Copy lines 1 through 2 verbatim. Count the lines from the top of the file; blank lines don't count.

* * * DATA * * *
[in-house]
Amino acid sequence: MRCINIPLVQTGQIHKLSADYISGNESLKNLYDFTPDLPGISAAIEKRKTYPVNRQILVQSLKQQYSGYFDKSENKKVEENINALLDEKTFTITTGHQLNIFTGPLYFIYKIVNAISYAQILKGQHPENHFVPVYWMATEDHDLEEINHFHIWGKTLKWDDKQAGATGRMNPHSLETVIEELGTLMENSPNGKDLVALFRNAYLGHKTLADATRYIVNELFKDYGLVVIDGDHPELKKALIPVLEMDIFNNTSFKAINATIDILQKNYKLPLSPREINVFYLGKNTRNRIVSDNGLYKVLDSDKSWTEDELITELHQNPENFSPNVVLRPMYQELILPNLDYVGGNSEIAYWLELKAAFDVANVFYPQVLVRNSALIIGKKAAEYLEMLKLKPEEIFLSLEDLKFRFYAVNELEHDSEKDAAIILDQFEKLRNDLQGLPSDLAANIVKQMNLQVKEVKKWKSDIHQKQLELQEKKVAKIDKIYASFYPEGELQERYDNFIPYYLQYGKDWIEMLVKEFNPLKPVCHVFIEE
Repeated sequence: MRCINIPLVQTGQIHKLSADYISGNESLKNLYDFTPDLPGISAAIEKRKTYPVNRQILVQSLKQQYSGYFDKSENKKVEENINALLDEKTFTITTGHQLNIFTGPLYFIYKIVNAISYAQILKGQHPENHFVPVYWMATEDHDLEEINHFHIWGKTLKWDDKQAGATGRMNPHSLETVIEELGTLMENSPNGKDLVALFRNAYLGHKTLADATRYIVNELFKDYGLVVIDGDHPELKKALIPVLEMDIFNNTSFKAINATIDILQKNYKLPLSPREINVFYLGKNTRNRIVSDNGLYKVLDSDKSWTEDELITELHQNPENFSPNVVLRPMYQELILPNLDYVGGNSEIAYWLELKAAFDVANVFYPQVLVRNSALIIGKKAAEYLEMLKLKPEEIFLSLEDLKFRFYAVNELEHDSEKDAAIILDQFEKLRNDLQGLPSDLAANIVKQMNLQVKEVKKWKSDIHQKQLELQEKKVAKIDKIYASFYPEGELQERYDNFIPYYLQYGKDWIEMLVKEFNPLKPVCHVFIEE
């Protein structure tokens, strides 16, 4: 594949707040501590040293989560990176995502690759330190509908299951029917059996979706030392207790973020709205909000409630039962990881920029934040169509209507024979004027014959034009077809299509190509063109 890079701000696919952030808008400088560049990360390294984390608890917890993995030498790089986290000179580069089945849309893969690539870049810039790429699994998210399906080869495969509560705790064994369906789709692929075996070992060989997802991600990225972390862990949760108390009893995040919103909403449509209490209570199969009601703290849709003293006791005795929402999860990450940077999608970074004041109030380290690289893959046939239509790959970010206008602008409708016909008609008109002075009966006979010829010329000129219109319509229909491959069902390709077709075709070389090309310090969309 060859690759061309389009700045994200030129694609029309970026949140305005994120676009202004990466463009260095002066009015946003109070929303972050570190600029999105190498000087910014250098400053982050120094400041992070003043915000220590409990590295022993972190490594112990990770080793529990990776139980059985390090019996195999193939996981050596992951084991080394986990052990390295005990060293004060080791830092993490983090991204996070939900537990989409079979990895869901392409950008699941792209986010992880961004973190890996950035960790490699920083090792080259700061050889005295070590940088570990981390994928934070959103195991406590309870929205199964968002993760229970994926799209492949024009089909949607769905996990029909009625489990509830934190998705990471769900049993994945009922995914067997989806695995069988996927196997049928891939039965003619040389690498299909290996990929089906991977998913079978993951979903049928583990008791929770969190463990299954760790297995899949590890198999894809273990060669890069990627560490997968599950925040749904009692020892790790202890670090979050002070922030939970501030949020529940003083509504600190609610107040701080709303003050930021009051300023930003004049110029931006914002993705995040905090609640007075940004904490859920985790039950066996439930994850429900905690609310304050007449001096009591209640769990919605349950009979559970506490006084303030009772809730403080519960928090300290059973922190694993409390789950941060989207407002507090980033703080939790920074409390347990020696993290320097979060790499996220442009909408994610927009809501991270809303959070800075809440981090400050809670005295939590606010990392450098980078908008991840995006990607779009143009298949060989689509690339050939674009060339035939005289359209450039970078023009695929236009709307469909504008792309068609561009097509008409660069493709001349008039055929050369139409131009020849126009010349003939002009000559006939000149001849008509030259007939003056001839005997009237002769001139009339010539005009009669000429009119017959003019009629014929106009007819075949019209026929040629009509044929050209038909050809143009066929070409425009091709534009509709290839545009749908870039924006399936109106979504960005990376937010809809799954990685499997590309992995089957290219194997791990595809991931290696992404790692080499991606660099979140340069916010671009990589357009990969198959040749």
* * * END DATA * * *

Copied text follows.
[in-house]
Amino acid sequence: MRCINIPLVQTGQIHKLSADYISGNESLKNLYDFTPDLPGISAAIEKRKTYPVNRQILVQSLKQQYSGYFDKSENKKVEENINALLDEKTFTITTGHQLNIFTGPLYFIYKIVNAISYAQILKGQHPENHFVPVYWMATEDHDLEEINHFHIWGKTLKWDDKQAGATGRMNPHSLETVIEELGTLMENSPNGKDLVALFRNAYLGHKTLADATRYIVNELFKDYGLVVIDGDHPELKKALIPVLEMDIFNNTSFKAINATIDILQKNYKLPLSPREINVFYLGKNTRNRIVSDNGLYKVLDSDKSWTEDELITELHQNPENFSPNVVLRPMYQELILPNLDYVGGNSEIAYWLELKAAFDVANVFYPQVLVRNSALIIGKKAAEYLEMLKLKPEEIFLSLEDLKFRFYAVNELEHDSEKDAAIILDQFEKLRNDLQGLPSDLAANIVKQMNLQVKEVKKWKSDIHQKQLELQEKKVAKIDKIYASFYPEGELQERYDNFIPYYLQYGKDWIEMLVKEFNPLKPVCHVFIEE